People have different reasons why the town may attract the evil it does. Many believe it has much to do with the Bridgewater Triangle and the odd energy it seems to draw in. Law enforcement says it has to do more with the town’s location.

They feel its distance to several larger towns and cities, the fact it is surrounded by major highways and is relative isolation makes it an easy target. Crimes are committed in other towns and the evidence is dumped in Freetown or people wanting to stay away from law enforcement find there way into the forest to get done what they need to get done.

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The Native Americans in the area have another explanation. Freetown was purchased in 1659 from the Wampanoag Tribe and became a town in 1683. The Native Americans in the area already believed the land highly scared and Wamitta, who sold the land, might not have had the backing of the tribe.

Although the evil energy there seems to date back further than the purchase of the property, this seems to mark the transfer of curse to the settlers and off of the Wampanoag.

Many feel the events of the area have turned the once gentle spirits violent, attracting evil to it and it return being fed by the evil. Psychics who have visited the area and Native American both feel the horrible crimes and hauntings will not stop until the tribe is given back the land.

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Whatever the cause, the Freetown State Forest is home to more than cults and unsolved murders. There are paths through part of the forests that are large enough for a car, but people have learned not to drive them at night.

One person traveling through kept seeing glimpses outside the window as he winded through the forest. Speeding up, he saw a dark figure step out of the forest and keep up with his car with little effort and then disappear. Other cars have been known to break down or have their lights mysteriously go out.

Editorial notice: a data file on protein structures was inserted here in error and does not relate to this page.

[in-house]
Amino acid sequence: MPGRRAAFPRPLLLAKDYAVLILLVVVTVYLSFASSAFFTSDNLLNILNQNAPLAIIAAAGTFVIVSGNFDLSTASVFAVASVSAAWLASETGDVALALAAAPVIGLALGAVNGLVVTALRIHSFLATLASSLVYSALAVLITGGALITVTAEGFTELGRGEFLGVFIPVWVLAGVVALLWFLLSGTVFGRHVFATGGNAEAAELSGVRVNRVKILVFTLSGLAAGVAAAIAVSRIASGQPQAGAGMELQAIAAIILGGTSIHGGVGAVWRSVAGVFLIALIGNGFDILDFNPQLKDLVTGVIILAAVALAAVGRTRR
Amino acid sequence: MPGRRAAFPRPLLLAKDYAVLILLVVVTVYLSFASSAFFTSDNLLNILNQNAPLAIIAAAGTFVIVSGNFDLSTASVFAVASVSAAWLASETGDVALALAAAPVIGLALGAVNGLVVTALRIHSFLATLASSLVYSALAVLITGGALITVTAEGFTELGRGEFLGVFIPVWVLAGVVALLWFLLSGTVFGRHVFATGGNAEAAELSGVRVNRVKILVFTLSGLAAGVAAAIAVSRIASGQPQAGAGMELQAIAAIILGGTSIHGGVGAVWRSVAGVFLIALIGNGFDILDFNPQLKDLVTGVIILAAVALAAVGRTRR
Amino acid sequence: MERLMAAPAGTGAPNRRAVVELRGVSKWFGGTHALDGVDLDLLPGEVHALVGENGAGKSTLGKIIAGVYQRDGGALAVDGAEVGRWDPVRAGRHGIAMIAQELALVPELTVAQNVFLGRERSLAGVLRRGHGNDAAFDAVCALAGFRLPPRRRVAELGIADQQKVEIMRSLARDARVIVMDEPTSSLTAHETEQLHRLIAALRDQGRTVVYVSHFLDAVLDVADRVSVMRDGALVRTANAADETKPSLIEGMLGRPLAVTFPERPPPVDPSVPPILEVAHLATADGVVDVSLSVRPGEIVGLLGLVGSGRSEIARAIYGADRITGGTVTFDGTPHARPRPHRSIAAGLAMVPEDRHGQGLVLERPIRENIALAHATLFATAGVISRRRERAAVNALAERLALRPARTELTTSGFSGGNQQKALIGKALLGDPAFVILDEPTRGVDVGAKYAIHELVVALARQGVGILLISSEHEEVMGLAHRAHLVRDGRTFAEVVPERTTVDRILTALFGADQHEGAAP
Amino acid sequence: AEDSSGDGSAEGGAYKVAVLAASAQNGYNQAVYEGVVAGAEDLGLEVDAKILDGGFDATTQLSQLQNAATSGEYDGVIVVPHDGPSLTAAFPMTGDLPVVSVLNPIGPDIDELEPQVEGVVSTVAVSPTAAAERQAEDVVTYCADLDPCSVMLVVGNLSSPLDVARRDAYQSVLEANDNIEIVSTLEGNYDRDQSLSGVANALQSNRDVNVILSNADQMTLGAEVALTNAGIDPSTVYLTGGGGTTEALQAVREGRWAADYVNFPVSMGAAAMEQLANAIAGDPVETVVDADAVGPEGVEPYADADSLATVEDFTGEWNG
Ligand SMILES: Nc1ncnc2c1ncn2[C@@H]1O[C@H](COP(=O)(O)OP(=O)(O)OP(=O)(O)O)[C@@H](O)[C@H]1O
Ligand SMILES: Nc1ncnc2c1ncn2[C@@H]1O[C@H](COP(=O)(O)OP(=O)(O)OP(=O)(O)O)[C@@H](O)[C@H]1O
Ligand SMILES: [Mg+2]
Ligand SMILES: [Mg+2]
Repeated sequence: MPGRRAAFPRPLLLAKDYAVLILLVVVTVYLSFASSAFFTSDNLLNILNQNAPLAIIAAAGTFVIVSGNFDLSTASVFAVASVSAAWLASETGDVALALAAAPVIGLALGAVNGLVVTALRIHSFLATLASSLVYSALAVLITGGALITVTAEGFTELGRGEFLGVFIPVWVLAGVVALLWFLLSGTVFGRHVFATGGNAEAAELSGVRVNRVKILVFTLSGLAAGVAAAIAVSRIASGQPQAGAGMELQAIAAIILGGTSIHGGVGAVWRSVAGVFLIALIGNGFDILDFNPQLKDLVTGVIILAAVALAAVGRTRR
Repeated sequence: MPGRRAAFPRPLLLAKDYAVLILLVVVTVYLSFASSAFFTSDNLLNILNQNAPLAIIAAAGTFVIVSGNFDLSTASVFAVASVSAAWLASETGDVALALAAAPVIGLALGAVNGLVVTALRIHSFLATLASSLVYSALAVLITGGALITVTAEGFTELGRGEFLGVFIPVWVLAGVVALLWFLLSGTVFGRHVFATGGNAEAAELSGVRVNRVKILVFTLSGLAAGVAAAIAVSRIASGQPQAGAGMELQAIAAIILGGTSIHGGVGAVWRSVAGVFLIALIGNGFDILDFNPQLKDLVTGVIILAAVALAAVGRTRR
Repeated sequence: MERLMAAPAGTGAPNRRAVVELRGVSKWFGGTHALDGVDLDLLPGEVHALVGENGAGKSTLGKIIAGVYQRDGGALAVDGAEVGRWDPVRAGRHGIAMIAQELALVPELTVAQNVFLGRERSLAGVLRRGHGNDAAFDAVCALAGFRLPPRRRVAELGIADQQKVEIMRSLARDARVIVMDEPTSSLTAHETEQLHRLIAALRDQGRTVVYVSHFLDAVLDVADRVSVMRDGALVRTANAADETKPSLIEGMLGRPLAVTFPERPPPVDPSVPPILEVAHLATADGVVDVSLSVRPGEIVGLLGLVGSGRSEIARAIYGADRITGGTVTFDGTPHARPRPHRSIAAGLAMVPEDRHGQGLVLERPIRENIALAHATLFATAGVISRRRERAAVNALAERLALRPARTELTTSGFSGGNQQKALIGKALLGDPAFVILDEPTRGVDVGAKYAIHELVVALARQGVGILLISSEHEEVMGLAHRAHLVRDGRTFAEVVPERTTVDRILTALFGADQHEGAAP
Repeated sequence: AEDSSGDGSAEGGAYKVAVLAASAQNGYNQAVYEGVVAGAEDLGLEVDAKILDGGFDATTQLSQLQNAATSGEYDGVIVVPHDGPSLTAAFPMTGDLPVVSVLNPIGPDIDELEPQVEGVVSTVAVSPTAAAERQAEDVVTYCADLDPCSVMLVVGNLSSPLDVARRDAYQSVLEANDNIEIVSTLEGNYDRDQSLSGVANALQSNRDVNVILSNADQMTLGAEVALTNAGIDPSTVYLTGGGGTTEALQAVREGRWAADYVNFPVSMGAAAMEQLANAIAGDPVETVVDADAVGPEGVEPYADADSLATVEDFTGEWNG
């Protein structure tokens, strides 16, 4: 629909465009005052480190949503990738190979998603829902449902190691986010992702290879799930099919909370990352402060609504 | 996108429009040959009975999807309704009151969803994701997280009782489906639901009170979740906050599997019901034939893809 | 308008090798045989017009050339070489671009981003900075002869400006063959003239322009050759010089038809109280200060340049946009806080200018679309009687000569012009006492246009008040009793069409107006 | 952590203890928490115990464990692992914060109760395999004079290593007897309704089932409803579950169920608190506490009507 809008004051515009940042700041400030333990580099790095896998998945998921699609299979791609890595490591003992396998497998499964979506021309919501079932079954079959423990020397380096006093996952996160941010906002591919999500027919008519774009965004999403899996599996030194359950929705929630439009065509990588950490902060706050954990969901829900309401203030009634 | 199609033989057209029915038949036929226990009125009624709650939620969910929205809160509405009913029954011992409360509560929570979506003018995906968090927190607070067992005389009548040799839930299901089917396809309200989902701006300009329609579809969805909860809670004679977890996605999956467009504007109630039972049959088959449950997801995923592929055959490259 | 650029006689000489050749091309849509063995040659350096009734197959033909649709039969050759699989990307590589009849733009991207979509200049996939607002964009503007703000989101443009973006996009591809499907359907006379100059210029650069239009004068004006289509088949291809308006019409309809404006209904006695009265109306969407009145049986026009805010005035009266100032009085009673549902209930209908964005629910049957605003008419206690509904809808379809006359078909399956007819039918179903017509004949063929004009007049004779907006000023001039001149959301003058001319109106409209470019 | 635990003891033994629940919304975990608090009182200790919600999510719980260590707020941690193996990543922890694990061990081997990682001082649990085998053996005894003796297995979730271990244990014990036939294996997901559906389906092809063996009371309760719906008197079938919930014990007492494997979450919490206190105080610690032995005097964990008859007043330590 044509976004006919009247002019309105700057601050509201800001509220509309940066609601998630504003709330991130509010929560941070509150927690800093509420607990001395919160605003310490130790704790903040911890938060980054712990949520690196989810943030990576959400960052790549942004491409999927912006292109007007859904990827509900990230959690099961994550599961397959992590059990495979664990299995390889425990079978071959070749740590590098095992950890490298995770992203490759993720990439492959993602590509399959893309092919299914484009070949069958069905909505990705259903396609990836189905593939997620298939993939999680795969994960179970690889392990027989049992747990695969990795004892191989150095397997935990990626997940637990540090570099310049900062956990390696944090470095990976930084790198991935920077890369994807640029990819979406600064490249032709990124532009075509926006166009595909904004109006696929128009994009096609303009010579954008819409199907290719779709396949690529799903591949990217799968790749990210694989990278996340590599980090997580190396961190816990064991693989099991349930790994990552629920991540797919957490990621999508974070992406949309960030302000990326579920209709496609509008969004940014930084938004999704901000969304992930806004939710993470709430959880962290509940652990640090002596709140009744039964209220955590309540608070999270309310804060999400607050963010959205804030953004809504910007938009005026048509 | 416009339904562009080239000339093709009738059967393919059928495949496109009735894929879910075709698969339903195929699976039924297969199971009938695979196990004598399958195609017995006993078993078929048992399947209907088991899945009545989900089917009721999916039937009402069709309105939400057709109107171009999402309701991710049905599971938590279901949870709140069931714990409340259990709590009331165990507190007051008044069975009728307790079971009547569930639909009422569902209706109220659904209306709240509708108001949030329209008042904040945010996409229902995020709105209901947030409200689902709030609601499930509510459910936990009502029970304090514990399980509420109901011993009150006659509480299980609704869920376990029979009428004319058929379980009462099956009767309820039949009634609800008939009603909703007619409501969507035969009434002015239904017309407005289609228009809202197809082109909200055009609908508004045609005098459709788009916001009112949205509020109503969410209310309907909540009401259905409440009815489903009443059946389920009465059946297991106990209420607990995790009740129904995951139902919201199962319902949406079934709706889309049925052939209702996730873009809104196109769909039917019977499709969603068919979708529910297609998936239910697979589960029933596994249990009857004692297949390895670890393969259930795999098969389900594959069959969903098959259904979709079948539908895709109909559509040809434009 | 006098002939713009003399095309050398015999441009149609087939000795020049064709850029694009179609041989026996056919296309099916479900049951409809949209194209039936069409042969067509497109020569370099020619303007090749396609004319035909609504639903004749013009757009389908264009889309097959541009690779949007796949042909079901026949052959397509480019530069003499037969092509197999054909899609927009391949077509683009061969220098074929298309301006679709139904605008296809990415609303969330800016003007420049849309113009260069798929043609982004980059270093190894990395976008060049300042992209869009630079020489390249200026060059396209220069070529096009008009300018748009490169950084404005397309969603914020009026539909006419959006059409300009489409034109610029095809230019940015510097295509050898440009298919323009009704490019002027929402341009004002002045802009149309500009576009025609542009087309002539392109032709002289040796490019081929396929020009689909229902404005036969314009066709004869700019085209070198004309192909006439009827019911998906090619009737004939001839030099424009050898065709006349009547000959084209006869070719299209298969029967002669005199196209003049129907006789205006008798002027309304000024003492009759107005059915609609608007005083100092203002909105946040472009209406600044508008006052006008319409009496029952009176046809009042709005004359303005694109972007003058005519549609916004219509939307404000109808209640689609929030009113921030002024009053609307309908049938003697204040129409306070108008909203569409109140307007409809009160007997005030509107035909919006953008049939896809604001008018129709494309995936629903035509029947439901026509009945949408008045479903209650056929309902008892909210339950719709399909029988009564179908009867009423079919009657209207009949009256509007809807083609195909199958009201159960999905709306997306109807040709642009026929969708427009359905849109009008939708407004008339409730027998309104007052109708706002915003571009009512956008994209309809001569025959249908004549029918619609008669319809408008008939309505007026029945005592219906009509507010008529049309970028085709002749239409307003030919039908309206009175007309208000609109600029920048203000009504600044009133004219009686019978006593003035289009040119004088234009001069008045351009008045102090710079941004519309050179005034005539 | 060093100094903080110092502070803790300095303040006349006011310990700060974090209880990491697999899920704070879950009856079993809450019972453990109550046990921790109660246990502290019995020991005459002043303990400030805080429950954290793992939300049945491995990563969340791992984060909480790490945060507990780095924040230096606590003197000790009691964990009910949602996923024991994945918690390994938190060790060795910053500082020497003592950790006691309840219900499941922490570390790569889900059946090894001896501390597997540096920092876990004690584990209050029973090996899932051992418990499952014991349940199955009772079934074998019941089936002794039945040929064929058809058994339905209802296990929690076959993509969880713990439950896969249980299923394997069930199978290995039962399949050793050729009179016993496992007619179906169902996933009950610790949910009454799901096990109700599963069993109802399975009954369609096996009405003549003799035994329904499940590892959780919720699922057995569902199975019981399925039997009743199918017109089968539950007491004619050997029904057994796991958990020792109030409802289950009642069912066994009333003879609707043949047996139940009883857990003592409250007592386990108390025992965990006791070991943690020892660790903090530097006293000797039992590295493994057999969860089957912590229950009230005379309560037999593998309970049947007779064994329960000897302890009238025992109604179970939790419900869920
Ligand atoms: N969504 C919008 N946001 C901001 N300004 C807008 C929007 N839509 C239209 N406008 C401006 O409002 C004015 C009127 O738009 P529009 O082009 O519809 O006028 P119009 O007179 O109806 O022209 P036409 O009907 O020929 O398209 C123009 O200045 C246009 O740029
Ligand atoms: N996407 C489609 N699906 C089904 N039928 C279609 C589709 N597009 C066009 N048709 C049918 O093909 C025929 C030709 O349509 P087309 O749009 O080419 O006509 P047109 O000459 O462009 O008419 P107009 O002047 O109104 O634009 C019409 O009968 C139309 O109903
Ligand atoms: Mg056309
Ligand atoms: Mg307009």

One group of people was walking the road joking and having fun and saw a person walking towards them. They ran back to the car and saw an old woman coming straight for them like a zombie. She was covered in dirt like she has been buried and walked up the car and tried to reach in.

Another area of high activity in the forest is an area known as the Ledge. The forest has been the site of many suicides over the years, but the Ledge is the area most favored. One man killed himself in front of his girlfriend although he had shown no signs of depression or anxiety before entering the forest.

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Others have explained sudden feelings of guilt, like a black cloud coming over them, as they approach it. One man out fishing with some friend in the pond below the Ledge witnessed six or seven people coming straight down the Ledge towards them.

They disappeared and then reappeared in different places in the rock until the fishers ran back to their truck nearby. The people were no longer there and would not have been able to make it down the rock or return back to the top without being seen.

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Jake Carter

Jake Carter is a researcher and a prolific writer who has been fascinated by science and the unexplained since childhood. He is always eager to share his findings and insights with the readers of, a website he created in 2013.